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Psychological Theories of Motivation to Increase Productivity

Expectancy Theory

Expectancy Theory proposes that people will choose how to behave depending on the outcomes they expect as a result of their behaviour. In other words, we decide what to do based on what we expect the outcome to be. At work, it might be that we work longer hours because we expect a pay rise.

However, Expectancy Theory also suggests that the process by which we decide our behaviours is also influenced by how likely we perceive those rewards to be. In this instance, workers may be more likely to work harder if they had been promised a pay rise (and thus perceived that outcome as very likely) than if they had only assumed they might get one (and perceived the outcome as possible but not likely)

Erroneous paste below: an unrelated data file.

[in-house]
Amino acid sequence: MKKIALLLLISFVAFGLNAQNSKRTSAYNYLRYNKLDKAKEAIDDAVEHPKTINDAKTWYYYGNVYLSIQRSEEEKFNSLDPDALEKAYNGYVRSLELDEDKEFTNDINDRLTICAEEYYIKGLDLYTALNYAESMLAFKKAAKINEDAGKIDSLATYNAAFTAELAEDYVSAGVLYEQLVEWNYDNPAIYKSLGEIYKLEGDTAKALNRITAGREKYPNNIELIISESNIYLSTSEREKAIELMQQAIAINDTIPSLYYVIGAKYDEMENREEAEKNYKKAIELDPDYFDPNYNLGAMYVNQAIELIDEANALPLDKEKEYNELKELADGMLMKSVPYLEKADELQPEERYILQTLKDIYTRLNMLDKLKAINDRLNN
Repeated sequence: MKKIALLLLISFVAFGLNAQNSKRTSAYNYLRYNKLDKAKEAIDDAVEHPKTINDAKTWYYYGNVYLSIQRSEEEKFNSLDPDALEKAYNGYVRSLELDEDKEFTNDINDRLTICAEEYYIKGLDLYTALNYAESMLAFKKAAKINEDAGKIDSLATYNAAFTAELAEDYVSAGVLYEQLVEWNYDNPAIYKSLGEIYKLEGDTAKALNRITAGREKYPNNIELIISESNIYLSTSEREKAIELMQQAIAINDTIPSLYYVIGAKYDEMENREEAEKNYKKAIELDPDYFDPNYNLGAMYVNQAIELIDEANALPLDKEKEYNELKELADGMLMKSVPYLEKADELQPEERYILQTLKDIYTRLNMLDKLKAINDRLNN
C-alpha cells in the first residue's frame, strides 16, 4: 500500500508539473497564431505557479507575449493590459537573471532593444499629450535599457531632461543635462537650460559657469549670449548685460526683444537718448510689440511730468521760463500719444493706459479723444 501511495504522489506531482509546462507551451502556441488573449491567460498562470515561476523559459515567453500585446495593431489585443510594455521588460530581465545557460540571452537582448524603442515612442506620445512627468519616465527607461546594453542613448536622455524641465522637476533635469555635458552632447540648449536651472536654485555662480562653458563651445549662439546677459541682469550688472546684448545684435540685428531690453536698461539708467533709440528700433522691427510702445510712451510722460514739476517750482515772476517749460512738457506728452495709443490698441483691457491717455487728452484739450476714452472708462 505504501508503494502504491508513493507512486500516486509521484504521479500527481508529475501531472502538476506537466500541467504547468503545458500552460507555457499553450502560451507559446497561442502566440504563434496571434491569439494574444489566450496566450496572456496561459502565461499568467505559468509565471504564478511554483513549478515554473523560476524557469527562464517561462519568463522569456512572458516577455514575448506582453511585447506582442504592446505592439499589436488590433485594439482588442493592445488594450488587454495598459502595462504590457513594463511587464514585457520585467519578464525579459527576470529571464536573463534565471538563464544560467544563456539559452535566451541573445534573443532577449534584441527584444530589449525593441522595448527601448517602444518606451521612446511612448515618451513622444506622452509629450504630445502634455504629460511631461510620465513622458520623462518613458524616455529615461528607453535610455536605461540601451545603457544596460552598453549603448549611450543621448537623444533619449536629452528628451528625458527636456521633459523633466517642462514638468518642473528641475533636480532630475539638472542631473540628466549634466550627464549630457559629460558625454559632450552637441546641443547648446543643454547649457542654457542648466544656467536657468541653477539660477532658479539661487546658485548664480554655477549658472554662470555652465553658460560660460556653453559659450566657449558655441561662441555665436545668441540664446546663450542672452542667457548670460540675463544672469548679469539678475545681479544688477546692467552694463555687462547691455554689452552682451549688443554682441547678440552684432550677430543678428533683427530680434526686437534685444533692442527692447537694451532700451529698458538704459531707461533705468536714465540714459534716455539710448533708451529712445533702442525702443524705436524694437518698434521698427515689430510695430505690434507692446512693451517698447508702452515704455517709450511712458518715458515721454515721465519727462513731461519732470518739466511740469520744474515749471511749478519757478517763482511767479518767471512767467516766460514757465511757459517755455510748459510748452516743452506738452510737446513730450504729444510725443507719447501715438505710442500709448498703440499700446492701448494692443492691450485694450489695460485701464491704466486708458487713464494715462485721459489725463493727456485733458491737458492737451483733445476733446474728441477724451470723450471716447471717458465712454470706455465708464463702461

Expectancy Theory is based on three elements:

1. Expectancy – the belief that your effort will result in your desired goal. This is based on your past experience, your self confidence and how difficult you think the goal is to achieve.
2. Instrumentality – the belief that you will receive a reward if you meet performance expectations.
3. Valence – the value you place on the reward.

Therefore, according to Expectancy Theory, people are most motivated if they believe that they will receive a desired reward if they hit an achievable target. They are least motivated if they don’t want the reward or they don’t believe that their efforts will result in the reward.